Are QR Codes Just A Fad? [Opinion]
I remember the first time I encountered a QR code. I didn’t have a smartphone yet, so my reaction was “Hey, what’s this weird block of pixels?” It was only when I purchased my first Android phone that I began to take real note of them. I scanned a few during the first month I had the phone. And then I more or less quit.
It’s certainly difficult to not run into one of these codes today – but is that because they’re here to stay, or because they’re a fad? I think the answer is the latter, and here’s why.
QR Codes Are Inconvenient
The first time I scanned a QR code with my phone, I thought it was pretty nifty. The second time, I thought it was okay. The third time, I started to become a bit annoyed.
QR codes were originally put into use by the automotive industry as a way to scan parts. Since the code works in two dimensions (rather than one, like a bar code) far more information can be stored. It’s only popular now because smartphones have decent cameras, but they still pale in comparison to the scanners typically used to read these codes.
As a result, scanning a QR code with a camera isn’t particularly fast. It requires that you open a QR code app and direct your camera at the code. Then you need to wait for the code to be read. If lighting conditions are good, it doesn’t take long. If they’re not, it might take a few moments or might not work at all. Which begs the question – is it really that convenient? Or is code scanning one of those things we do just because we couldn’t do it before?
Complaining about the time it takes to scan a QR code may seem silly. But speed and ease of use separates standards that survive from those that don’t – at least in the consumer market.
QR Codes Aren’t Secure
When you scan a QR code, you probably assume it will send you to a legitimate site. I did the same when I first started using them. It was only a few months later, when reading an article about new security threats, that I realized there’s nothing guaranteeing a QR code is secure. These codes can direct you to malicious websites, malicious apps, and other such perils.
Links also can direct you to the same, of course. But you usually have a vague idea of where a link is going to send you before you click on it, and if you don’t, you can check it out by expanding the link or looking the site up on Google. With a QR code, you can’t even be certain of what type of content the code is going to send your way – and it sends the content your way automatically once the code is scanned.
So far, these security issues are not generally a problem because QR codes are not generally used to spread malware. They’re harder to spread than a simple link or infected app and therefore not used as frequently. Even so, if QR code use were to persist the security issue would have to be addressed.
QR Codes Are Going Obsolete
And here we have the main reason QR codes are a fad.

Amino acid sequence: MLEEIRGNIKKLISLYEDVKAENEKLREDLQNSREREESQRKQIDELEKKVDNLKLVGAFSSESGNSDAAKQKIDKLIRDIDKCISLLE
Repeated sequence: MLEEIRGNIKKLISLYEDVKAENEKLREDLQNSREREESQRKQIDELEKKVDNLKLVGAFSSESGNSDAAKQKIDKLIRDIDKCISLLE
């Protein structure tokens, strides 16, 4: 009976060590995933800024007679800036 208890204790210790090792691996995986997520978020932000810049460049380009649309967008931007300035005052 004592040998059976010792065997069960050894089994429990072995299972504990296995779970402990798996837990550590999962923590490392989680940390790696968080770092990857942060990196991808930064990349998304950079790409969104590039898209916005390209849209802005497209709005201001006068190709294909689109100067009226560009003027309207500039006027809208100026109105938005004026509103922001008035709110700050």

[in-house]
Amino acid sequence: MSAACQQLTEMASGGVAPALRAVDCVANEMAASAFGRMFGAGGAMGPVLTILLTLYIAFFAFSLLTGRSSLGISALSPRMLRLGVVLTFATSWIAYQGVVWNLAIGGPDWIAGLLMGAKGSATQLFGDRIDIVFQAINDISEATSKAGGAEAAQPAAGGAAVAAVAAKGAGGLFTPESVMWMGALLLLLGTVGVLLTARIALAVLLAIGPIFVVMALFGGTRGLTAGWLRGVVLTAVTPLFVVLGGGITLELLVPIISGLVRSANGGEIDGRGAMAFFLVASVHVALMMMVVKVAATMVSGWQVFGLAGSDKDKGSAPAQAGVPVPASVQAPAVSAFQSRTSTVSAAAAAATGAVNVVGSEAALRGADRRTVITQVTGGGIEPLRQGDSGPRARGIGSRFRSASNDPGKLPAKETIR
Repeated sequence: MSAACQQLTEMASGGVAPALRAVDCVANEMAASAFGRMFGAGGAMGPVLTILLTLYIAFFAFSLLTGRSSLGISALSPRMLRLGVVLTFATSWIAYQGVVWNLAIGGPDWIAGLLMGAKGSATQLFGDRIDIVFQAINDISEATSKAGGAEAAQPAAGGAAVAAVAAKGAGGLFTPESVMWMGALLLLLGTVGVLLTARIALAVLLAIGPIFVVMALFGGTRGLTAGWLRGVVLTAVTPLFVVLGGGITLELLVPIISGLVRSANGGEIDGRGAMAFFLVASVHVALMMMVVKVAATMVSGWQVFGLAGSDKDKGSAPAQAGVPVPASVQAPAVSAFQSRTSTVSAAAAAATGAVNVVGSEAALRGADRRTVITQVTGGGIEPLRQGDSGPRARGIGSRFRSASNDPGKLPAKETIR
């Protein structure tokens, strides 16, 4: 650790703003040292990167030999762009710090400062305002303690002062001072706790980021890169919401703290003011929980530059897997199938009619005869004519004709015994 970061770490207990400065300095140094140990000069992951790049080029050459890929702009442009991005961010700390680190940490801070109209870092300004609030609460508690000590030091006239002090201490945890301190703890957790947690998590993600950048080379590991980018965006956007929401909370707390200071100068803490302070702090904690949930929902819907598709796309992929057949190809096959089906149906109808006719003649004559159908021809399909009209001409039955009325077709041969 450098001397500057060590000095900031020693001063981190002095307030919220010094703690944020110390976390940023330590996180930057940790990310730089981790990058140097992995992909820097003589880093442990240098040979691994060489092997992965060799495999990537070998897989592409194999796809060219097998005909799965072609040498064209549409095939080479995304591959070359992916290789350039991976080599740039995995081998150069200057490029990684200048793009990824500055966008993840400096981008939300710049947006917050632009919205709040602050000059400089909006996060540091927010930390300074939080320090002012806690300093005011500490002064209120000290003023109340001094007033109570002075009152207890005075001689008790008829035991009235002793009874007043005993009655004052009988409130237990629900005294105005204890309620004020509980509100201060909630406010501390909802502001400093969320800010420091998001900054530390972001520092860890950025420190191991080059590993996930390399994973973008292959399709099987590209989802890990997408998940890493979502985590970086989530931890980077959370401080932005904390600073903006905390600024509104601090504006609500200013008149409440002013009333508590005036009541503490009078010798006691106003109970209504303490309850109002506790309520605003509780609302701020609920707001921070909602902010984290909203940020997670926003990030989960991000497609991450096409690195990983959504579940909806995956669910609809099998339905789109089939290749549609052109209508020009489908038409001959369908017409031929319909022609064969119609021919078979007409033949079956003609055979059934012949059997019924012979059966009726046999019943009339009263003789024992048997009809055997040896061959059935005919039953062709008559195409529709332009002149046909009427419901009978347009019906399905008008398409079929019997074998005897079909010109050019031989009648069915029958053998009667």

The QR code, as I think I’ve already explained, isn’t that interesting. There’s nothing about it from a technical standpoint that’s ground-breaking. It can hold a fair shake of data, but it can be awkward to read (with a camera, at least) and has security problems. And in terms of physical size on a webpage or a piece of paper, a QR code is rather large compared to a text link.
As such, it’s ripe for replacement. That replacement is near field communication, or NFC.
NFC allows for extremely short-range transfer of data between devices, and it’s real sci-fi stuff. Right now it’s primarily being used in wireless electronic payment systems (like Google Wallet) but the implications are massive. Instead of picking up a daily or weekly ad when you enter a store, you could simply have that data transferred to your phone by placing it on a table or tapping it against a kiosk.
The key feature here is convenience. All you would need to do to read data via NFC is tap your phone against a tag (the shorthand for a NFC chip in an object). This is much quicker than reading a QR code, and this is assuming the current NFC standards, which restrict communications to a distance of a few millimeters. It’s not hard to imagine a future where wireless communication renders all forms of physical data transfer nearly obsolete.
QR codes entered the consumer market because camera technology on phones reached a point where it was possible to read them and because there weren’t many other means of transferring data between objects and people.
Now that NFC is starting to gain traction, QR codes will start to seem a bit old-fashioned. As always, the transition isn’t going to take place overnight. But it will happen. It’s only a matter of time.
What do you think? Are you a QR Code fan who thinks that the codes are going nowhere soon? Or are you against them and see them rapidly disappearing from everyday use? Let us know your viewpoint in the comments.
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